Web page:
The CEO of Quest Diagnostics, Dennis Rusckowski, was equally emphatic about opposition to the FDA’s plans to regulate LDTs. On this point, Rusckowski stated “We continue to work closely with our trade association [ACLA] on another important issue. And that is to oppose the FDA’s proposal to regulate laboratory- developed tests, referred to as LDTs. We strongly believe that unnecessary and duplicative regulation could delay patient access to life saving treatments and compromise America’s leadership in diagnostic discovery.”

During both conference calls, the executives at each lab company emphasized the success of their respective cost-cutting initiatives. In particular, Quest CEO Rusckowski told analysts that his company was delivering on its goal of reducing annual costs by $500 million. He projected that the lab company would deliver $700 million of savings by the end of 2014 and would announce a plan to achieve $1 billion in annual savings at an upcoming investor conference.

Autonomous Robots

LabCorp called attention to the use of Propel robots to improve operational efficiency. These Propel robotic systems are in place in the company’s Burlington and Tampa lab facilities. The next lab scheduled to get these robotic systems is in Dublin, Ohio.

Another subject of interest to all labs was discussed on each conference call. Both lab companies reported that they are participating in discussions with CMS on how the lab price market survey will be formulated and conducted.

LabCorp Tells Analysts about BeaconLBS

BECAUSE OF ITS BUSINESS RELATIONSHIP WITH UnitedHealthcare (UHC), Laboratory Corporation of America has been able to position its BeaconLBS business as a lab test utilization management tool.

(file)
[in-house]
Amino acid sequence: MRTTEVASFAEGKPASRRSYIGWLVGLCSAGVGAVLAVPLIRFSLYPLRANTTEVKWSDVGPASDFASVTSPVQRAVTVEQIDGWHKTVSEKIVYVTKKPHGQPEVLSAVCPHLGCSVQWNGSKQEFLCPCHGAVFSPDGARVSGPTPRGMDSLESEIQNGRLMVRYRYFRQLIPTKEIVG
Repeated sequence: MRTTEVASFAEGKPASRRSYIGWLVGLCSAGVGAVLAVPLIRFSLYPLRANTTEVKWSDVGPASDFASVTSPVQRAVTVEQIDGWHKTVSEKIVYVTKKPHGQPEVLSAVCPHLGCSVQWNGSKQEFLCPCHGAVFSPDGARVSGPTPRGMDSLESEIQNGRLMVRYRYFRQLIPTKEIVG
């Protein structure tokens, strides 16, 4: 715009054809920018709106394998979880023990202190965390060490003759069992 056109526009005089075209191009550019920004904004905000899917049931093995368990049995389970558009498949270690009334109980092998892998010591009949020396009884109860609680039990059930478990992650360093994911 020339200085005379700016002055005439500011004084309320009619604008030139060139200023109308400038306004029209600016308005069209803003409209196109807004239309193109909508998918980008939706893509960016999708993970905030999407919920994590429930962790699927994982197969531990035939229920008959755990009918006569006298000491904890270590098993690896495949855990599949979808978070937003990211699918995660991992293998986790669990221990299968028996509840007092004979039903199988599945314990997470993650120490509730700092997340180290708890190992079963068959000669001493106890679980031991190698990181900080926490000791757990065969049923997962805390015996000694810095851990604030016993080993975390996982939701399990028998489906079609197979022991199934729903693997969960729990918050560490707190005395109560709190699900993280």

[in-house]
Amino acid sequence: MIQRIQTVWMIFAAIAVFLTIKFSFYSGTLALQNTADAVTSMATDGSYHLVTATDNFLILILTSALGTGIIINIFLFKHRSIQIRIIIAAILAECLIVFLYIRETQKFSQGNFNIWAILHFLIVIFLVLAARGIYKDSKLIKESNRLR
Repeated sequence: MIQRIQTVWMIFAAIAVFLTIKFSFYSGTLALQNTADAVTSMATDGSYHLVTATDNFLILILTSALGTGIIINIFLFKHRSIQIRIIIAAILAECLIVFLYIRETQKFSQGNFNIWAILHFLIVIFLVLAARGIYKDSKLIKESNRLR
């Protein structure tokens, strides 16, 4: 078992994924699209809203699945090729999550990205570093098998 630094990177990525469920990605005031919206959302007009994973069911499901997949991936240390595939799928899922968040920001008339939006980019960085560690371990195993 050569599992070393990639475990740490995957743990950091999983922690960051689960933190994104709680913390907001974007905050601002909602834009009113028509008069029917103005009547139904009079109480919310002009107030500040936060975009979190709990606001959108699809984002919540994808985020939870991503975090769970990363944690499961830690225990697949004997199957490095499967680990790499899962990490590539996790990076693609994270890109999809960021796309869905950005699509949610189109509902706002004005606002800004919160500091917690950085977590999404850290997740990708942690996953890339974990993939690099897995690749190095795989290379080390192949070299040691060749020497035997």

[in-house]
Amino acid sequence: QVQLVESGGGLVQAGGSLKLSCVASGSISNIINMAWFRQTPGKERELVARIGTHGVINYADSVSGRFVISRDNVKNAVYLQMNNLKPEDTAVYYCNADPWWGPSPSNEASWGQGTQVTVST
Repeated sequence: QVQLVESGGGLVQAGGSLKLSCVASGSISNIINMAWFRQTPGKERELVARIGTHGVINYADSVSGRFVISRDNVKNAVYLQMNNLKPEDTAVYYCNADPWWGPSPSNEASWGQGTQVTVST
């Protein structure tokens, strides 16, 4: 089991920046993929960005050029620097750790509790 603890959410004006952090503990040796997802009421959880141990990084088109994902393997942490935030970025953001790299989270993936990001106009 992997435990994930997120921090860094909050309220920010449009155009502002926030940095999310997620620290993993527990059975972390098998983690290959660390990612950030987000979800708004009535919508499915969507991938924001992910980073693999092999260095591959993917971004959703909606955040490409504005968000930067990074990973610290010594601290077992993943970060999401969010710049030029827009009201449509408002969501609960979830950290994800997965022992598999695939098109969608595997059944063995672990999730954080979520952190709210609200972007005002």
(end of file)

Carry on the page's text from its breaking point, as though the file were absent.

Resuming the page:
UHC’s laboratory benefit management program is conducting a pilot program in Florida that incorporates BeaconLBS. (See this article.) LabCorp CEO David King discussed BeaconLBS during the third quarter conference call. His comments are presented below:

As discussed on our last earnings call, we invested in BeaconLBS in 2011 because we understood that providers need assistance in selecting the right test for their patients and payers need help at appropriately managing the utilization of laboratory testing. After extensive market analysis and an enormous amount of hard work, we invented a tool that helps physicians choose the right test at the right time and helps payers improve quality of care and thoughtfully address concerns about unit cost and trend. UnitedHealthcare launched the innovative Laboratory Benefit Management Program with BeaconLBS in Florida on October 1, and we are pleased with the rollout thus far.

…I think it’s too early to draw any conclusions about more lab tests or fewer lab tests from the population of users of BeaconLBS …the point is, BeaconLBS is really less about overutilization/underutilization than it is about choosing the right test for the patient at the right time based on a Q&A that’s presented to the physician. I don’t think we’re talking about dramatic decreases in volume of laboratory testing as a result of trying to manage cost and trend. I think what we’re talking about is… better use of lab testing for diagnostics, better use of the tools to get at the disease state, and better use of lab testing in support of precision medicine and personalized care.